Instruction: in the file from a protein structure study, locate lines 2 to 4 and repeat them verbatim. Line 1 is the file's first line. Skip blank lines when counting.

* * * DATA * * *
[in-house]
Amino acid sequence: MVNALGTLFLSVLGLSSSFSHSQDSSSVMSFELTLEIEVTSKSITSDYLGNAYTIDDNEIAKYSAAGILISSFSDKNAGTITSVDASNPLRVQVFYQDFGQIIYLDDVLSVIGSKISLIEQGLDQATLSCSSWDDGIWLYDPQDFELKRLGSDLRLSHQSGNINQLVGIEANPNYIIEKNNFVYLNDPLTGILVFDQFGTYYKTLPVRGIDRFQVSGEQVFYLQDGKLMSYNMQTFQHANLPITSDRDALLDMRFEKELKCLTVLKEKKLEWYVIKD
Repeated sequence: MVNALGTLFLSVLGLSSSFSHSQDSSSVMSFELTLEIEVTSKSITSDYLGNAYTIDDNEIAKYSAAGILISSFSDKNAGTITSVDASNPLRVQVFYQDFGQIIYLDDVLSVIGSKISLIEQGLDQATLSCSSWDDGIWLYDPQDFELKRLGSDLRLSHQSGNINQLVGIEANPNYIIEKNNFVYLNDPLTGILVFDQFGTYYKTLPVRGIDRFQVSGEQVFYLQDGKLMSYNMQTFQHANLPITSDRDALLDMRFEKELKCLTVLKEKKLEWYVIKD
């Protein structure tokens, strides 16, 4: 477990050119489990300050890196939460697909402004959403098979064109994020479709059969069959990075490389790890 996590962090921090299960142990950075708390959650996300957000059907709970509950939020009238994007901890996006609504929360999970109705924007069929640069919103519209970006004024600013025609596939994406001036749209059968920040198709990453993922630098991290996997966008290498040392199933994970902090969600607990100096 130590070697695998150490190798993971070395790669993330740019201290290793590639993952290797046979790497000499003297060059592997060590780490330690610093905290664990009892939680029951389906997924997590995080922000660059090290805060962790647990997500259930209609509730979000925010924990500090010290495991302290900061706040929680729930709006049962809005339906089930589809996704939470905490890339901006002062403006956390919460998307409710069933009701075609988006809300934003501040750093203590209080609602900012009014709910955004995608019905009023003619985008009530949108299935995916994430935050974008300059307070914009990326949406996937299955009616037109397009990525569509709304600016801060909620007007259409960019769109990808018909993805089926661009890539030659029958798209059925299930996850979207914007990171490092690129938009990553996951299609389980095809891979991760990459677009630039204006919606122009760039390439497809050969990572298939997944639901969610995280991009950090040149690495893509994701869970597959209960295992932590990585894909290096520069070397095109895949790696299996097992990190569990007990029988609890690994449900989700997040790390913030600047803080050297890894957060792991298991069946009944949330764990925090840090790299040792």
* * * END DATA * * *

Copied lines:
Amino acid sequence: MVNALGTLFLSVLGLSSSFSHSQDSSSVMSFELTLEIEVTSKSITSDYLGNAYTIDDNEIAKYSAAGILISSFSDKNAGTITSVDASNPLRVQVFYQDFGQIIYLDDVLSVIGSKISLIEQGLDQATLSCSSWDDGIWLYDPQDFELKRLGSDLRLSHQSGNINQLVGIEANPNYIIEKNNFVYLNDPLTGILVFDQFGTYYKTLPVRGIDRFQVSGEQVFYLQDGKLMSYNMQTFQHANLPITSDRDALLDMRFEKELKCLTVLKEKKLEWYVIKD
Repeated sequence: MVNALGTLFLSVLGLSSSFSHSQDSSSVMSFELTLEIEVTSKSITSDYLGNAYTIDDNEIAKYSAAGILISSFSDKNAGTITSVDASNPLRVQVFYQDFGQIIYLDDVLSVIGSKISLIEQGLDQATLSCSSWDDGIWLYDPQDFELKRLGSDLRLSHQSGNINQLVGIEANPNYIIEKNNFVYLNDPLTGILVFDQFGTYYKTLPVRGIDRFQVSGEQVFYLQDGKLMSYNMQTFQHANLPITSDRDALLDMRFEKELKCLTVLKEKKLEWYVIKD
């Protein structure tokens, strides 16, 4: 477990050119489990300050890196939460697909402004959403098979064109994020479709059969069959990075490389790890 996590962090921090299960142990950075708390959650996300957000059907709970509950939020009238994007901890996006609504929360999970109705924007069929640069919103519209970006004024600013025609596939994406001036749209059968920040198709990453993922630098991290996997966008290498040392199933994970902090969600607990100096 130590070697695998150490190798993971070395790669993330740019201290290793590639993952290797046979790497000499003297060059592997060590780490330690610093905290664990009892939680029951389906997924997590995080922000660059090290805060962790647990997500259930209609509730979000925010924990500090010290495991302290900061706040929680729930709006049962809005339906089930589809996704939470905490890339901006002062403006956390919460998307409710069933009701075609988006809300934003501040750093203590209080609602900012009014709910955004995608019905009023003619985008009530949108299935995916994430935050974008300059307070914009990326949406996937299955009616037109397009990525569509709304600016801060909620007007259409960019769109990808018909993805089926661009890539030659029958798209059925299930996850979207914007990171490092690129938009990553996951299609389980095809891979991760990459677009630039204006919606122009760039390439497809050969990572298939997944639901969610995280991009950090040149690495893509994701869970597959209960295992932590990585894909290096520069070397095109895949790696299996097992990190569990007990029988609890690994449900989700997040790390913030600047803080050297890894957060792991298991069946009944949330764990925090840090790299040792």